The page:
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Basically, I'm looking for a library or SDK for handling large point clouds coming from LIDAR or scanners, typically running into many millions of points of X,Y,Z,Colour. What I'm after are as follows;

Fast display, zooming, panning Point cloud registration Fast low level access to the data Regression of surfaces and solids (not as important as the others)

While I don't mind paying for a reasonable commercial library, I'm not interested in a very expensive library (e.g. in excess of about $5k) or one with a per user run-time license cost. Open source would also be good. I found a few possibilities via google, but they all tend to be too expensive for my budget.

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5 Answers 5

up vote 3 down vote accepted

I second the call for R which I interface with C++ all the time (using e.g. the Rcpp and RInside packages).

R prefers all data in memory, so you probably want to go with a 64bit OS and a decent amount of RAM for lots of data. The Task View on High-Performance Computing with R has some pointers on dealing with large data.

Lastly, for quick visualization, the hexbin is excellent for visually summarizing large data sets. For the zooming etc aspect try the rgl package.

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Check Point Cloud Library (PCL). It is quite a complete toolkit for processing and manipulating point clouds. It also provides tools for point clouds visualisation: pcl::visualization::CloudViewer which makes use of VTK library and wxWidgets

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I would add that the CloudViewer is somewhat 'simple'. If you need to do something fancy, mostly sure you have to go directly to the PCLVisualizer. –  Adri C.S. Jan 3 '13 at 16:48

Why don't you go have a look at the R programming language which can link directly to C code, thereby forming a bridge. R was developed with statistical code in mind but can very easily help not only to handle large datasets but also visualize them as well. There are quite a number of atmospheric scientists who are using R in their work. I know, I work with them for exactly the stuff you're trying to do. Think of R as a poor man's Matlab or IDL (but soon won't be.)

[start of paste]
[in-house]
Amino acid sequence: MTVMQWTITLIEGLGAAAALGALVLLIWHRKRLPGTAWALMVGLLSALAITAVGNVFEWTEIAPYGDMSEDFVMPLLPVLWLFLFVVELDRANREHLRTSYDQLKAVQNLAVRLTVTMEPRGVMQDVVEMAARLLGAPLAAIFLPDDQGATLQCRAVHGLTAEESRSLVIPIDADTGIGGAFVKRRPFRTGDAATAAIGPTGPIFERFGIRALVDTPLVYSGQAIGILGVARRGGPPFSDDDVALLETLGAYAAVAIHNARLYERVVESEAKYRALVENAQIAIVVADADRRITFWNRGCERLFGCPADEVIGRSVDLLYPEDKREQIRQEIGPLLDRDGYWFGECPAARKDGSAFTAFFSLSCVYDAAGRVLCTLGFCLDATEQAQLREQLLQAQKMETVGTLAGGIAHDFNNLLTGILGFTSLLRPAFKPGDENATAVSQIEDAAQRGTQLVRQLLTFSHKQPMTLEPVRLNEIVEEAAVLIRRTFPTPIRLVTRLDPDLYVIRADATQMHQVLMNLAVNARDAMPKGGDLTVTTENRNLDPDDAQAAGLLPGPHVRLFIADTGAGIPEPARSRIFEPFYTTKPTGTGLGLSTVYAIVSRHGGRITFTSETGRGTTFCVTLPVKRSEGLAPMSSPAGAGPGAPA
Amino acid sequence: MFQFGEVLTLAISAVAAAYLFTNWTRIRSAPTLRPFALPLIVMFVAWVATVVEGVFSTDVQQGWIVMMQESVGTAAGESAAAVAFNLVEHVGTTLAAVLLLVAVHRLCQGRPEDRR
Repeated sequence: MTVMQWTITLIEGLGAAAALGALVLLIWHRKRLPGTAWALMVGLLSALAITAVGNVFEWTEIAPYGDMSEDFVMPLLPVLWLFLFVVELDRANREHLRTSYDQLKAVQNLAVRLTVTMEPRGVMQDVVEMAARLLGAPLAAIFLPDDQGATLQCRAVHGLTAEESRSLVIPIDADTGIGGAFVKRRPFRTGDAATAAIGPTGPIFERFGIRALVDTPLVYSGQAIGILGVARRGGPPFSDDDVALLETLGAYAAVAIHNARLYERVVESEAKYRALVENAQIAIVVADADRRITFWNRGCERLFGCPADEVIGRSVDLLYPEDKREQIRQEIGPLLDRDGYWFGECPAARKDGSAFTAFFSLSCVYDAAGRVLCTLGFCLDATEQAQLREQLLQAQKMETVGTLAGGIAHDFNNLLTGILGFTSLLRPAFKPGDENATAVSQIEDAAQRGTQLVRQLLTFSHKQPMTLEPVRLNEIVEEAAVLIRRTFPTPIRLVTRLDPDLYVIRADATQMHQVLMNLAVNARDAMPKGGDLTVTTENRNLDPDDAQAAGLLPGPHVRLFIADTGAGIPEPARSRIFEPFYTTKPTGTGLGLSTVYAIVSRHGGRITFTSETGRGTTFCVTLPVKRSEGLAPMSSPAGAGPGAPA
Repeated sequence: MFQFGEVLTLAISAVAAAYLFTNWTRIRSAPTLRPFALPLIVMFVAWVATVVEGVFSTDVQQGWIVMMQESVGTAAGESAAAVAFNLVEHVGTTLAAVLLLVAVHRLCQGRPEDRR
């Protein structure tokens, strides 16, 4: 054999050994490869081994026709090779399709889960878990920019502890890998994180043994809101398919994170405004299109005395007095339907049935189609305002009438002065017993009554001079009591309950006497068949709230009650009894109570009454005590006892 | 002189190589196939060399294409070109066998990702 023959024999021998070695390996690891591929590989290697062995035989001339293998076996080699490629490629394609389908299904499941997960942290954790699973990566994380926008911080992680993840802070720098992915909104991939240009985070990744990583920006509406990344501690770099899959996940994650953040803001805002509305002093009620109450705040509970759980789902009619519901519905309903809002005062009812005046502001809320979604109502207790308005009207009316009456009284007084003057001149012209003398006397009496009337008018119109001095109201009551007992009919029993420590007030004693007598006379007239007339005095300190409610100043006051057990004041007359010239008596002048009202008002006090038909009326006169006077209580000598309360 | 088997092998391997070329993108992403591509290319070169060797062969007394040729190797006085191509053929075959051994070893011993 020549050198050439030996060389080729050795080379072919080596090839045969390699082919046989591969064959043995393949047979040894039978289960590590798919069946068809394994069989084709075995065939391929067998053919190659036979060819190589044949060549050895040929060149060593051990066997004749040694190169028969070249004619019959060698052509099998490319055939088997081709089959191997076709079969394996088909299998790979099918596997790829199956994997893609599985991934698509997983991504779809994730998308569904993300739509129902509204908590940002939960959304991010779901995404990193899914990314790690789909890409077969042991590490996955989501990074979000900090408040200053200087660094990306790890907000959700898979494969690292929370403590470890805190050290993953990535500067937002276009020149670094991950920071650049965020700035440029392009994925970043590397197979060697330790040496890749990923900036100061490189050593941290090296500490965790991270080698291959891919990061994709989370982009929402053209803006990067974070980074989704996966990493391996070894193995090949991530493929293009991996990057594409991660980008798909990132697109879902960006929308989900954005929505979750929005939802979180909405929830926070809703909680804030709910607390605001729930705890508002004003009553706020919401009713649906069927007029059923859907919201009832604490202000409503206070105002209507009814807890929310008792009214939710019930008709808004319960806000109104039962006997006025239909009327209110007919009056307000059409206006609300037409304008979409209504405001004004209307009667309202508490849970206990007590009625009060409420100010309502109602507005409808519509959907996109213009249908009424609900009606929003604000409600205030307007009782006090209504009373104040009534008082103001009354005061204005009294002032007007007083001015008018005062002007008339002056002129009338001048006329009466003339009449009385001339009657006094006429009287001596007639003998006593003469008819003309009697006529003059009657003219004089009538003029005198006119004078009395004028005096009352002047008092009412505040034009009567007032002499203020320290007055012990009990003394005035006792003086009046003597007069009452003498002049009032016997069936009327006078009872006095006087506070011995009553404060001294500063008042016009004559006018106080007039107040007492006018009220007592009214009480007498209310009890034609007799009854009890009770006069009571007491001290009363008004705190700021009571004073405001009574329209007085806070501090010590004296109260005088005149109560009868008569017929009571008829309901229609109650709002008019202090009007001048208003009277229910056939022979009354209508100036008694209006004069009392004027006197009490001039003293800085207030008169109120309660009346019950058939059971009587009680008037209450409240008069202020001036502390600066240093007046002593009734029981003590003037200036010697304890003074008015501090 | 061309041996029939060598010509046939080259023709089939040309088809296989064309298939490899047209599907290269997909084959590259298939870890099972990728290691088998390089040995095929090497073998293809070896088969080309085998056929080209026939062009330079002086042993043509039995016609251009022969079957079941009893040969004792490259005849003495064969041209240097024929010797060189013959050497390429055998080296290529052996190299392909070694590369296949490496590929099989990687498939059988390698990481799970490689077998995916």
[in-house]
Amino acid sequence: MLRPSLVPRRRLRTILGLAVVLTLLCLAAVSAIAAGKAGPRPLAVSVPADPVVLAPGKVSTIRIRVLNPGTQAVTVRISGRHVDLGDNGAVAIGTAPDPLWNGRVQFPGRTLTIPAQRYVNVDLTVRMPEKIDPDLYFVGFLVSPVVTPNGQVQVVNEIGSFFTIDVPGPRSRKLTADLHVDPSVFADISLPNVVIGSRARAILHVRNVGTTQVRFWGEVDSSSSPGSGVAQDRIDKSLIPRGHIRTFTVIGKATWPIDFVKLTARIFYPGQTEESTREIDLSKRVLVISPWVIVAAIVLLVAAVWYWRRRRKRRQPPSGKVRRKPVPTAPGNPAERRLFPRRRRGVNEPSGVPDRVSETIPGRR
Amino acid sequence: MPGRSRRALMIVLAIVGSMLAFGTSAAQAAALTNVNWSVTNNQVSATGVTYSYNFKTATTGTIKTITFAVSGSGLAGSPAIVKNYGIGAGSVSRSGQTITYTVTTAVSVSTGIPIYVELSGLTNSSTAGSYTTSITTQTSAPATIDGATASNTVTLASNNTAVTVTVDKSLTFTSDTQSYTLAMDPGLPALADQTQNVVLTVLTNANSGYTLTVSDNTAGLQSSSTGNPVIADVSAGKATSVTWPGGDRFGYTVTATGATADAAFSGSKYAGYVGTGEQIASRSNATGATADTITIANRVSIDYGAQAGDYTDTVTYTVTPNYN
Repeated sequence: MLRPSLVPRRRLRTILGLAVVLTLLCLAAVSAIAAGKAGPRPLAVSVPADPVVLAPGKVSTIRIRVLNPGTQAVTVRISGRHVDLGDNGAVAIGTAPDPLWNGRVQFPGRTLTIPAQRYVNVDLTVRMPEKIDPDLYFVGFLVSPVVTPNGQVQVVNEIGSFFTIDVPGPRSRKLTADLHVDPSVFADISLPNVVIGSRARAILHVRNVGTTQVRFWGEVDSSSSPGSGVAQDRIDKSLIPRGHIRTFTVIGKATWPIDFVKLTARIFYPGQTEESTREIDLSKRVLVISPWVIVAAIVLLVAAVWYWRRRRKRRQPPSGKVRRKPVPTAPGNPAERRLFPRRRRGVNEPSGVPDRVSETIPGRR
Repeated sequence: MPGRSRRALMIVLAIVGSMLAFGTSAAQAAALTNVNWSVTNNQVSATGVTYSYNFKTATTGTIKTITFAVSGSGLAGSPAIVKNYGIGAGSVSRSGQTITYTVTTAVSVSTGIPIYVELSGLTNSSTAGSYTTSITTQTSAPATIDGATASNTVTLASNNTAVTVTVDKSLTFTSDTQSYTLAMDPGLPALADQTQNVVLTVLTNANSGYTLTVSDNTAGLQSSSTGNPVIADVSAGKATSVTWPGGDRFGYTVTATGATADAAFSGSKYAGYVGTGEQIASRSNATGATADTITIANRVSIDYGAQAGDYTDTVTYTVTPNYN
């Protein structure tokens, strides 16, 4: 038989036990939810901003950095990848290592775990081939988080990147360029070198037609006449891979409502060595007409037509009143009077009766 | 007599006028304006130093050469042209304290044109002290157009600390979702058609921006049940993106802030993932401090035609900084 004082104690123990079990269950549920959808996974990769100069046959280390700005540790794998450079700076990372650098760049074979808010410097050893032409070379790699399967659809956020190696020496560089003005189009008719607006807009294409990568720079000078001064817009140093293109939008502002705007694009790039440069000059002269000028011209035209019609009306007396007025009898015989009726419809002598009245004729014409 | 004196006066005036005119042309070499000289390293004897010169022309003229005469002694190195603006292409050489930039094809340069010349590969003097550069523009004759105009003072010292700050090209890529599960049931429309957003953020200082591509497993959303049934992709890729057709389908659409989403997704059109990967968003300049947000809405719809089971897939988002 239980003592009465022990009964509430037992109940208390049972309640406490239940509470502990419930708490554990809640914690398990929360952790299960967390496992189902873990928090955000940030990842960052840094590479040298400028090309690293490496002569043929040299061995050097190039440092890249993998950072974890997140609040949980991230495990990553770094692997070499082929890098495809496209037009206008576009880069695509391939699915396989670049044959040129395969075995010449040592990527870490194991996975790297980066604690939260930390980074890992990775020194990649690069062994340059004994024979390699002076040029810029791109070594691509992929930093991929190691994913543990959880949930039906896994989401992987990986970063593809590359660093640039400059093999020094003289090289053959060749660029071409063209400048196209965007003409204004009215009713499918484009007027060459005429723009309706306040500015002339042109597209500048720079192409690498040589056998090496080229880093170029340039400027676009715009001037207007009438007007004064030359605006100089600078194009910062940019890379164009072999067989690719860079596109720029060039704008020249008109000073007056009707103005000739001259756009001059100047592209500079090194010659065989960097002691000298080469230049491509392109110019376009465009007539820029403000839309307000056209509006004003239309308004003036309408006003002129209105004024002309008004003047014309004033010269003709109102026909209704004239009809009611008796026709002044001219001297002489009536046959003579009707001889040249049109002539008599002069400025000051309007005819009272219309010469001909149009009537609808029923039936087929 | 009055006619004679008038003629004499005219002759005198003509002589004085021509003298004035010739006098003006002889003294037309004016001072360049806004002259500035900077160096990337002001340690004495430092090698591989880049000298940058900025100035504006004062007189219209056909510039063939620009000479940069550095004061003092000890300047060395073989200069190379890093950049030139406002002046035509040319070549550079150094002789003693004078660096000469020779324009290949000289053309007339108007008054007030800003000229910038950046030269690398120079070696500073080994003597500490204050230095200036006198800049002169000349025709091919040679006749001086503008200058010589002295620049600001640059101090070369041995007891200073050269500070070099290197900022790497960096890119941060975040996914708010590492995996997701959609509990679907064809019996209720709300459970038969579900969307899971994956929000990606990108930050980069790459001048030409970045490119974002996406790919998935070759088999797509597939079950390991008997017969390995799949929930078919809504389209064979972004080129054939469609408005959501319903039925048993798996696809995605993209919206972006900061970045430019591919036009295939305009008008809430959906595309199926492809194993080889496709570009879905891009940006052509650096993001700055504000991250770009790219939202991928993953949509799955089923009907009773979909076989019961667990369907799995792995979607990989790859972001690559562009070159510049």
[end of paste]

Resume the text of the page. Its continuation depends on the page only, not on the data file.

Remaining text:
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In spirit of the R answers, ROOT also provides a good undeling framework for this kind of thing.

Possibly useful features:

  • C++ code base and the Cint c++ interpreter as the working shell. Python binding.
  • Can display three dim point clouds
  • A set of geometry classes (though I don't believe that they support all the operations that you need)
  • Developed by nuclear and particle physicists instead of by statisticians :p
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Vortex by Pointools can go up to much higher numbers of points than the millions that you ask for:


It can handle files of many gigabytes containing billions of points on modest hardware.

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Vortex is certainly a good engine but the licensing seems pretty expensive and involved from what I can see. –  Shane MacLaughlin Apr 11 '12 at 17:42
I don't know how things are now they have been acquired by Bentley, but it could be worth emailing to see what they can do for you. –  ahcox Apr 11 '12 at 19:02

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